How did the Obama administration authorize military action in Libya without congressional approval? Via a novel redefining of “war”, the Nation reports:
American planes are entering Libyan air space, they are dropping bombs, and the bombs are killing and injuring people and destroying things. It is war. Some say it is a good war and some say it is a bad war, but surely it is a war.
Nonetheless, the Obama administration insists it is not a war. Why? Because the balance of forces is so lopsided in favor of the United States. War is only war, it seems, when Americans are dying, when we die. When only they, the Libyans, die, it is something else for which there is as yet apparently no name. When they attack, it is war. When we attack, it is not.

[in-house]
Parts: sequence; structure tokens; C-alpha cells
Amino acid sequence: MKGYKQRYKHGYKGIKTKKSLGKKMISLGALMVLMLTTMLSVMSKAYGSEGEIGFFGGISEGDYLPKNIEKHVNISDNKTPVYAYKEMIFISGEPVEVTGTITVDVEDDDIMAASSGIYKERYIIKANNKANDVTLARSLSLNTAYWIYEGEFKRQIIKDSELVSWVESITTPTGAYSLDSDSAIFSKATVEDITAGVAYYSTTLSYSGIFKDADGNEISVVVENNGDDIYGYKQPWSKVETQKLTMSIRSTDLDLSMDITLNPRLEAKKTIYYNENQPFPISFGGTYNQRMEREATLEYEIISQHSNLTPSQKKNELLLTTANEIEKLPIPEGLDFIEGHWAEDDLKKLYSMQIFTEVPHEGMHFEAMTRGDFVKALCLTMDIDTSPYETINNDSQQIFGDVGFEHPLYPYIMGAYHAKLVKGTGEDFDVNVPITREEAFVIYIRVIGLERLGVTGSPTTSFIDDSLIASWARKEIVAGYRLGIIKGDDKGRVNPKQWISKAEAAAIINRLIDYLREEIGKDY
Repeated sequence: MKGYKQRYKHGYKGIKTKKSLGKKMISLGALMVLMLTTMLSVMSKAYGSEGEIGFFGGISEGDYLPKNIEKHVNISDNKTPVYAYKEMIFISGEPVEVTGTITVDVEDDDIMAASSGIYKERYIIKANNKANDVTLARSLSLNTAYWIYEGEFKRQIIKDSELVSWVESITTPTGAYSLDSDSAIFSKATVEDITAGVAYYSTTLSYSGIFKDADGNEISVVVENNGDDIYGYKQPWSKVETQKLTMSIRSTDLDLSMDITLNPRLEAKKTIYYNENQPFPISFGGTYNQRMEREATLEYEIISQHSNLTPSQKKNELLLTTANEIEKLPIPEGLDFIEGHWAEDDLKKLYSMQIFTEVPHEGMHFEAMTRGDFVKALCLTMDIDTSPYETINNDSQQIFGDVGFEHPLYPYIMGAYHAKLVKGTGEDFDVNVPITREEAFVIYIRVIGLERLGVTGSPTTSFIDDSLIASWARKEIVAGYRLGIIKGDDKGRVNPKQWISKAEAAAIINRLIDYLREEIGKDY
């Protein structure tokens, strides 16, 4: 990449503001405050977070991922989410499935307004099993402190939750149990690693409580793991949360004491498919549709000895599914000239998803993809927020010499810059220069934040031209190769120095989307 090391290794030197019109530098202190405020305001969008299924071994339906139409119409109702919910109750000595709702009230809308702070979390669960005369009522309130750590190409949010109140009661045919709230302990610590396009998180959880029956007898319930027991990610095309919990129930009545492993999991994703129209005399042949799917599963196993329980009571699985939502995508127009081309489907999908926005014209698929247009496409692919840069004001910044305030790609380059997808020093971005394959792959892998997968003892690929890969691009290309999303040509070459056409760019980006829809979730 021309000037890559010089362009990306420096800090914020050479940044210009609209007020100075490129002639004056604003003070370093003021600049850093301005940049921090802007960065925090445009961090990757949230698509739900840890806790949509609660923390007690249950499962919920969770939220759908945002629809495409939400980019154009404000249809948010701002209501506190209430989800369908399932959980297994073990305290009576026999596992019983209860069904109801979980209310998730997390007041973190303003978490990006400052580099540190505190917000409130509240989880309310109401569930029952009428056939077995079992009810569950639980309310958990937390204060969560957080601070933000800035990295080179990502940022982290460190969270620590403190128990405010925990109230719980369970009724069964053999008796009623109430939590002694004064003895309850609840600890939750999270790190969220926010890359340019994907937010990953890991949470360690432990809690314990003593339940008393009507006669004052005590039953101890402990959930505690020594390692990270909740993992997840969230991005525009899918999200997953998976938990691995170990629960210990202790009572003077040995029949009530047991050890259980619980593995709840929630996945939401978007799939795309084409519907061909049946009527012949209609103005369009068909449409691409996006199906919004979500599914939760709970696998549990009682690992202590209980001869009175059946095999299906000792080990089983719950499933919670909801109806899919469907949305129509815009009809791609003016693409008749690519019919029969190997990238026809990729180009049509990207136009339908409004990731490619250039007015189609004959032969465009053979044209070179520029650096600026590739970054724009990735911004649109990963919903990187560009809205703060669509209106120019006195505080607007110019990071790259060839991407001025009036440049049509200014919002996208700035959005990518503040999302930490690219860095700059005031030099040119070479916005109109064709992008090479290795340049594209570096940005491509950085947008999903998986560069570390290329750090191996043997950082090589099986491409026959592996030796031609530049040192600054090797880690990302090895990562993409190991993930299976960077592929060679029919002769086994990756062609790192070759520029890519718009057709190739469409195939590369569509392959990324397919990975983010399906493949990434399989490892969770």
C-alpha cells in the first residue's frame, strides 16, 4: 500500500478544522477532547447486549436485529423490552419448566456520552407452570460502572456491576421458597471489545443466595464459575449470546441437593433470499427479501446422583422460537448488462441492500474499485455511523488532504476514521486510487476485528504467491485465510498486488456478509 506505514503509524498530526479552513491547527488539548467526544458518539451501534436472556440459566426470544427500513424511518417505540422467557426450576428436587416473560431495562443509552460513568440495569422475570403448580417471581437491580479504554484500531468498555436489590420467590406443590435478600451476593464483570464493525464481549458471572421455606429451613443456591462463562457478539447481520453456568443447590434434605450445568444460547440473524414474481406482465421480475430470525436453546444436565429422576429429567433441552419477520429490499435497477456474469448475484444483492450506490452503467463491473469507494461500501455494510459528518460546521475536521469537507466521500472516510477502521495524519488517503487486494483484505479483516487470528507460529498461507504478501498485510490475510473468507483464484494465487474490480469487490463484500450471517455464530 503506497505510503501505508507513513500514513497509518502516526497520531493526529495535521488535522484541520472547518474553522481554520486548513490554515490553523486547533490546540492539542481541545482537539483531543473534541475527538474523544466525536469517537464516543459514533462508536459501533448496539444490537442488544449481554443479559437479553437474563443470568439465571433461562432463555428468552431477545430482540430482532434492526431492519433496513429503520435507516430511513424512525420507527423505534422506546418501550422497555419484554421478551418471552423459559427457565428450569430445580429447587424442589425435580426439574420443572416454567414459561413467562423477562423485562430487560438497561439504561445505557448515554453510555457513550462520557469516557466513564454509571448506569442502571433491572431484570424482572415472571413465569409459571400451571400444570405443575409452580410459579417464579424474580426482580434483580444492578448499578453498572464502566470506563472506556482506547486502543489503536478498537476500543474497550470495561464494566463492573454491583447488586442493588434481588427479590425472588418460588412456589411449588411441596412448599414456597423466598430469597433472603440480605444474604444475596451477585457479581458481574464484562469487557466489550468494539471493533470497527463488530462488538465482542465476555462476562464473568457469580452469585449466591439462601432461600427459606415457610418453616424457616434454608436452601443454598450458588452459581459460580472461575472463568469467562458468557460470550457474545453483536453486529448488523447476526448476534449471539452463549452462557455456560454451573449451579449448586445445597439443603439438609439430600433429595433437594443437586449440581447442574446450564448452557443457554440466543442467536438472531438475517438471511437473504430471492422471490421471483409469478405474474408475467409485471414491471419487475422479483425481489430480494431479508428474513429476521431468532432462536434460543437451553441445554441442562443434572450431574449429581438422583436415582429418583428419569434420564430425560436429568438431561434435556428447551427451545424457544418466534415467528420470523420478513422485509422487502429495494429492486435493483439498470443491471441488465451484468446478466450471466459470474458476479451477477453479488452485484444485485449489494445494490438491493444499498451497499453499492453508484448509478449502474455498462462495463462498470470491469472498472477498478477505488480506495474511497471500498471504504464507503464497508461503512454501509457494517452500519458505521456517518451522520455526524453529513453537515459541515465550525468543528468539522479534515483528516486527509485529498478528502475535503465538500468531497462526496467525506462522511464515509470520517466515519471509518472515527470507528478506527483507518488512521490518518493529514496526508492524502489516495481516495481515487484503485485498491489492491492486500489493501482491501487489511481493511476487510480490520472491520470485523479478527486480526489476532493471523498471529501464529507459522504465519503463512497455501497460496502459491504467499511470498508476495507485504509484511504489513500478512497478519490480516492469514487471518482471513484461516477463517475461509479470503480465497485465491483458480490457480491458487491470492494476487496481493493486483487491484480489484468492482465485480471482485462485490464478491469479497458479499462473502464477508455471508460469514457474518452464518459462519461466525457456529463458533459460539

According to “United States Activities in Libya,” a thirty-two-page report that the administration released last week, “U.S. operations do not involve sustained fighting or active exchanges of fire with hostile forces, nor do they involve the presence of U.S. ground troops, U.S. casualties or a serious threat thereof, or any significant chance of escalation into a conflict characterized by those factors.”
[It’s] a remarkable justification for going to war against Libya without the Congressional approval required by the Constitution and the War Powers Resolution of 1973.
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